8 February 2017
On the 2nd February, UK Government department Defra released its plans for new regulations relating to the licensing of animal establishments such as boarding kennels, horse-riding schools and pet shops.
The report follows a public consultation carried out in late 2015 which sought views on the current law surrounding animal licensing in England and Wales and how it might be improved. Central to Born Free’s response to the consultation were concerns over the lack of protection currently afforded to wild animals sold as pets. These concerns were echoed by various other leading animal protection groups. It was therefore disappointing to learn that the Government has no plans to address the burgeoning exotic pet industry as part of the licensing legislation overhaul.
Like many other organisations working to protect animal welfare and prevent expansion in the trade in wild animals kept as pets, Born Free has repeatedly highlighted the fact that wild animals are inherently unsuitable to be kept as companion animals and that, to date, the Government has never reviewed the welfare implications of this trade. Born Free and other organisations requested that this issue be taken seriously and addressed as part of the review.
In its initial summary of responses, published in September 2016, the Government recognised that, on the subject of wild animals being sold as pets, “there was a strong emphasis on the need for increased regulation” and that “one of the other main suggestions was the drafting of a positive list of animals that it is legal to keep, with all other animals not on the list being prohibited”. Despite this explicit recognition of concerns raised, no concrete steps to review, much less address, the welfare concerns for exotic animals were outlined in last week’s report.
Indeed, despite serious concerns over wild animal welfare being raised by multiple expert organisations, the Government has merely suggested that “that pet shops could ask prospective buyers what they know about the animal they are trying to purchase, to make sure they are fully aware of the needs of the animal” and that guidance on exotic animals sold as pets would be provided to local authority inspectors.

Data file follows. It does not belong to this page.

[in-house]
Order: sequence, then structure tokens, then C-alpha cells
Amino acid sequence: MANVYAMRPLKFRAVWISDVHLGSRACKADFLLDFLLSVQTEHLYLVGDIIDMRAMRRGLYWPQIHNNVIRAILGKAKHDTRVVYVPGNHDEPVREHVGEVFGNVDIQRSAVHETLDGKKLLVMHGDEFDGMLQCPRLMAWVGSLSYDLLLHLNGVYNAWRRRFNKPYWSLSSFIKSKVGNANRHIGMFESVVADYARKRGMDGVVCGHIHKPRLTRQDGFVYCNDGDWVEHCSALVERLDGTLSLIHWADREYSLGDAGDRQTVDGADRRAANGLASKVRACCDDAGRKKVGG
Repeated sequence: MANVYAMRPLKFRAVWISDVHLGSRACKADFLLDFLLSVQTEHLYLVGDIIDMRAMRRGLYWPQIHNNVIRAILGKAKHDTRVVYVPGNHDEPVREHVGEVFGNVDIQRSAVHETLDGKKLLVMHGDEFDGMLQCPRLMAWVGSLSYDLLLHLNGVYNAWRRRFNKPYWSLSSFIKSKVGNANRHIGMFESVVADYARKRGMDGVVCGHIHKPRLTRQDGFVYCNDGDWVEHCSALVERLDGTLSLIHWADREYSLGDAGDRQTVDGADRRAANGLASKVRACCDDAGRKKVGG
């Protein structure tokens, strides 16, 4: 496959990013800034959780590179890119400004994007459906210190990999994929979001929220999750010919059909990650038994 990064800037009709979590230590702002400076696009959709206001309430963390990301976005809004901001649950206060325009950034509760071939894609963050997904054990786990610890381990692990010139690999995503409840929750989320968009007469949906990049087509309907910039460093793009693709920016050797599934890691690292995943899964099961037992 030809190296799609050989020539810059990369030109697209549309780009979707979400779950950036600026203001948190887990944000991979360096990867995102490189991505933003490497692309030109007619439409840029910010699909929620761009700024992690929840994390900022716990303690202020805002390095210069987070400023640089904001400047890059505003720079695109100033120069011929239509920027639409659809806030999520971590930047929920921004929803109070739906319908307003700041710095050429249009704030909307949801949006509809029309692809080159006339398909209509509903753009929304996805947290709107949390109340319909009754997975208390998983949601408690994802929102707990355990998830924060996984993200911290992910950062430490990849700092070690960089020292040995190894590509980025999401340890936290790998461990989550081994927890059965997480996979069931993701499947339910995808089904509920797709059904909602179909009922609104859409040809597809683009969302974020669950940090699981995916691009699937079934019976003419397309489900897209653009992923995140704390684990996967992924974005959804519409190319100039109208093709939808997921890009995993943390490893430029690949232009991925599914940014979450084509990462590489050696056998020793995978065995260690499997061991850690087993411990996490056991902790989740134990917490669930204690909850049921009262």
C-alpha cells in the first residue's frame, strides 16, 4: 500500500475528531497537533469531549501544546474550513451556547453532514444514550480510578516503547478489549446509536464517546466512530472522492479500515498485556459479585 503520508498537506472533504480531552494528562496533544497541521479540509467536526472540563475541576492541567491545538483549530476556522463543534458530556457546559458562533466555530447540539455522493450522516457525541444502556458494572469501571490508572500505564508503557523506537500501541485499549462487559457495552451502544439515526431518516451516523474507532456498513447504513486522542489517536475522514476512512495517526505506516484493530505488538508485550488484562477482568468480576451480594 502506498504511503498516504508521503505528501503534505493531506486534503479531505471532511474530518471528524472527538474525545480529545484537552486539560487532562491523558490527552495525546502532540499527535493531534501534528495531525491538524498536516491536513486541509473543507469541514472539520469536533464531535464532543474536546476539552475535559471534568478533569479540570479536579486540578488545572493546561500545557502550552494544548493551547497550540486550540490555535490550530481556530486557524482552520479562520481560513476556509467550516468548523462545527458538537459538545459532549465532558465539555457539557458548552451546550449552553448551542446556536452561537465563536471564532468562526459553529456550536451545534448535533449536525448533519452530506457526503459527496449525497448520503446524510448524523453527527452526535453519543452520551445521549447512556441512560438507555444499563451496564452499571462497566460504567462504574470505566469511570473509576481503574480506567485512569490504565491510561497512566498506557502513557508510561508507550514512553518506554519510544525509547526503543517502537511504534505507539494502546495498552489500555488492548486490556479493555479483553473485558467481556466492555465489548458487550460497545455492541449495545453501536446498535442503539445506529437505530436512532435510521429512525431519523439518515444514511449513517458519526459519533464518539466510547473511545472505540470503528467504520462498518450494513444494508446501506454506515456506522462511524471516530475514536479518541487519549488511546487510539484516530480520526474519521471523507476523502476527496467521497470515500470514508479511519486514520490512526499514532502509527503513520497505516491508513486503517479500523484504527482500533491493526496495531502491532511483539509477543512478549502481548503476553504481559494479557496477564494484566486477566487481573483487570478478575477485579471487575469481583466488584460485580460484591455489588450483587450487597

Chris Draper, Associate Director for Animal Welfare for Born Free, said:
“The serious welfare concerns surrounding the sale of wild animals as pets will not be addressed by conversations between pet shop owners and buyers, nor will guidance for local authorities change the fundamental fact that wild animals are simply not suited to being kept as pets. The Government had an opportunity to take steps to make meaningful change to our animal welfare legislation which would protect animals from harm but, instead, appears to be brushing the issue under the carpet. We are calling on the Government to, at the very least, recognise that the regulation of sale and keeping of exotic animals requires a full review on its own merits and commit to carrying out that review in the current Parliamentary term”.
The Government now plans to begin drafting secondary legislation to update existing rules surrounding animal licensing. The Born Free Foundation will follow progress of this process carefully and update supporters on important development in due course.